In terms of time invested per day or week, I went through the lessons over the week and didn’t look at them on weekends. I spent roughly 3 to 4 hours per day on it, which means I spent 15 -20hr/ week studying. I frequently finished the lessons earlier than most people, but I spent all the time I got doing the projects. After all, that’s when you see that you don’t know anything and you got to go through the lessons or documentation again.
Finally, keep in mind that there are 3 required projects that you must pass to graduate and 1 optional project. I realized that there was this optional project too late and I wasn’t able to submit it to the technical review before the 4 months ended. My advice to you is to plan ahead so you can have a spare time to do this optional project because it is actually the most interesting one in my opinion. I ended up doing it anyway, but it would be nice to have someone to review it and share his/her thoughts about it.
Thoughts on some Udacity features like
I used the Mentorship a couple of times when I was stuck in one of the projects. There is a platform called Knowledge where you can search for answers to questions similar to yours or post new questions related to your project or lessons. I didn’t post new questions because what I was looking for was already there. The solution I found there helped me move on.
The project reviews are one of the differentiating aspects of the Udacity course. I found them very useful and professional, not to mention the boost of confidence you get in your projects knowing that someone sanctioned your work.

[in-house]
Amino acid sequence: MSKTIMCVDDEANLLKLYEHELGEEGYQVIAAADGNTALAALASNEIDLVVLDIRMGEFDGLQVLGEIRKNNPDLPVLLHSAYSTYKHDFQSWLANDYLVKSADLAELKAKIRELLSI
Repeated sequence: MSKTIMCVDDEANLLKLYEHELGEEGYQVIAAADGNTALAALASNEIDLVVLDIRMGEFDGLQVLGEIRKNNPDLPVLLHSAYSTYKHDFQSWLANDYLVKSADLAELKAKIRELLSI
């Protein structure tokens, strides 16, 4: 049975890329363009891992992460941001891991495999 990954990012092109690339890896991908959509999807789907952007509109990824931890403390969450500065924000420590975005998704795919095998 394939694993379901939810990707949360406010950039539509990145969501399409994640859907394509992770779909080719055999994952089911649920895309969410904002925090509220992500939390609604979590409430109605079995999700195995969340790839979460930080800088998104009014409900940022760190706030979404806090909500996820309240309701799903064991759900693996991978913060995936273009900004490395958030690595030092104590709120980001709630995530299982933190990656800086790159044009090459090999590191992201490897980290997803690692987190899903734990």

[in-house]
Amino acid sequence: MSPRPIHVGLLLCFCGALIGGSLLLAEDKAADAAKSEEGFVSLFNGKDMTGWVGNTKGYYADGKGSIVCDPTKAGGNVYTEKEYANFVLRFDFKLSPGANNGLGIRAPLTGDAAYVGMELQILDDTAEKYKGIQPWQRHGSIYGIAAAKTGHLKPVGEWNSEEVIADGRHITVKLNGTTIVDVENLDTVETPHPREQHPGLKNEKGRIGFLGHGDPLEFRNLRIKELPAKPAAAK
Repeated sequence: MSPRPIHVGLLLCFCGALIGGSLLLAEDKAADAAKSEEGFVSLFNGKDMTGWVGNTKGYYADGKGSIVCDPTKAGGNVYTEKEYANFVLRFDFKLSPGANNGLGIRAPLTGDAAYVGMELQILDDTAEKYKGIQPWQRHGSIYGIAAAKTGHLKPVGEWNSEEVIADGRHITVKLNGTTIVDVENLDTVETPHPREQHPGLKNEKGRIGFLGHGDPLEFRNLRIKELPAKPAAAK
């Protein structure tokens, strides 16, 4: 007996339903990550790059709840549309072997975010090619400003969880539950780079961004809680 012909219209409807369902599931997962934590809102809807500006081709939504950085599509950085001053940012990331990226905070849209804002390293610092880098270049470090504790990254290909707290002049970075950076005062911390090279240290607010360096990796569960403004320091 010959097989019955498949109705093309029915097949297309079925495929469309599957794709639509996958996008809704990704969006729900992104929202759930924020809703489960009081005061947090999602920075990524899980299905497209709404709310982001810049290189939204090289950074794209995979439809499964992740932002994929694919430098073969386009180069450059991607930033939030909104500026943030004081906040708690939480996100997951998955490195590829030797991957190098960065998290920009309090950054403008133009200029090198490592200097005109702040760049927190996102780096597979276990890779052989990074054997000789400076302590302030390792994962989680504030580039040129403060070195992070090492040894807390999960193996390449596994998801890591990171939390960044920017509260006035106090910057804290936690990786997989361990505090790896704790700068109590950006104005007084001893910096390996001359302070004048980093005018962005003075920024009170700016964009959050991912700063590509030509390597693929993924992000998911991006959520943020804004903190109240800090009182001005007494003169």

One of the differentiating features of the Udacity course is that they offer career support. In my case, someone way more experienced than me reviewed my LinkedIn and GitHub profiles and gave me tips on how to improve each one to get the recruiters’ attention.
I was just upset that they discontinued a career coach program that they used to have, which I heard was very good. I didn’t have a chance to do it because I could not find a time slot available for me, since everybody was trying to do it before it ended.
However, I still think it is worth it because my GitHub was basically nonexistent before and my LinkedIn profile is more focused on what is important to land on a Web Development job now.
What I liked about Udacity (Pros):
Real-world projects that challenge your skills and creativeness
Technical project reviews – the reviews are useful, professional, clear, and easy to understand.
Career services – Udacity’s team help you build stronger and more attractive LinkedIn and GitHub profiles.
What I didn’t like about Udacity(Cons):